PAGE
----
Clean House.

Back when we still had cable, Jeff and I would sometimes watch this show called Clean House. It was pretty awesome, and it was also pretty disturbing. Basically, there were people on this show who had so much stuff in their homes that they couldn’t function anymore. Some homes were so piled with junk (sewing machines, clothes, furniture, kitchenware, etc) that there were only thin paths through the house that its inhabitants could use to get from one room to another. It was pandemonium. It was chaos. Unlivable.

And whenever Jeff and I would watch this show, we’d say things like: “How can these people live like that?! Where do they sleep at night? And most importantly, where the heck do they sit to watch television?”

And then, the expert organizers/designers on the show would have to pull arms, legs, teeth, the whole nine yards, just to get these people to agree to get rid of this stuff and sell it at a yard sale. Sometimes, it would take bribing (“If you agree to sell this collection of half-broken model airplanes, we’ll put in a new carpet in your living room!”)

Sometimes the person would say: “No. I just cannot get rid of those broken model airplanes. Or the oversized stuffed dog. Or the half-broken curio cabinet filled with great aunt so-and-so’s thimble collection.”

And by making this decision, this person would miss out on a new living room set, a new stove, new carpeting, and the obtrusive item he or she did not wish to give up stood out like a sore thumb, a reminder of the past clutter.

I would then wag a finger at the TV and say things like: “You should’ve gotten rid of your broken 30 year old scuba gear!”

Now, it’s hard to say there is something morally wrong with these people. I wouldn’t say that their messy houses are a source of sin, necessarily. But I do think this is an obstacle. And I think that it ultimately diminishes these people’s lives.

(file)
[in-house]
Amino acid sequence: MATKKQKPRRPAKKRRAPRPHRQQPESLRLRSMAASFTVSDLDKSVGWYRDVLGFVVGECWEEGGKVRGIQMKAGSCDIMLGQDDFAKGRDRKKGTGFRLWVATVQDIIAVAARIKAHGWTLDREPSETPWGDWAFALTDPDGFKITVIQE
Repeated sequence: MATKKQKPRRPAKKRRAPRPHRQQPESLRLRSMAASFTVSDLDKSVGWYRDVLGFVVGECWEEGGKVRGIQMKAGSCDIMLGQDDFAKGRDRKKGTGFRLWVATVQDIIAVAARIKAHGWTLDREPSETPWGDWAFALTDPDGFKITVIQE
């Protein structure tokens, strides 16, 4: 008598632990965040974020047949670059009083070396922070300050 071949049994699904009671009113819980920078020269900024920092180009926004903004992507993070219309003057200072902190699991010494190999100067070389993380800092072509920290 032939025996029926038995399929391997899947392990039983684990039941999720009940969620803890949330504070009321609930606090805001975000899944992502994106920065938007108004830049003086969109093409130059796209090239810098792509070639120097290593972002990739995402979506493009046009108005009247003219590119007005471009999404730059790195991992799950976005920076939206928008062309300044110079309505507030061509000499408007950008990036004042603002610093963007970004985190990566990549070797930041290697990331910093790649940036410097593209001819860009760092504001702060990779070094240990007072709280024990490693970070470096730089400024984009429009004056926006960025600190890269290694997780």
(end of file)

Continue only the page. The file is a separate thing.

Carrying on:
This show makes it clear how hard it is to let things go, especially when they become a part of your daily life. I thought of this during Brad’s sermon on Sunday. I often settle for a cluttered and messy life. It’s not awful, but it’s not great; it is a diminished version of what it would be, mainly because I have grown accustomed to it, and I don’t want let these things go.

The reason why God wants us to follow him and do his will and sin no more is because he wants the best life for us. So when God sees us wasting our time, or sees us consumed and burdened by things that diminish rather than add to our lives, I’m sure he wants something more and better for us. He wants good things for his children, and we often settle for mediocrity. He created us for his great purposes, and we instead settle for youtube clips, TV marathons, and hours on facebook.

It’s time I cleaned house a little. Settling isn’t worth it. 

 

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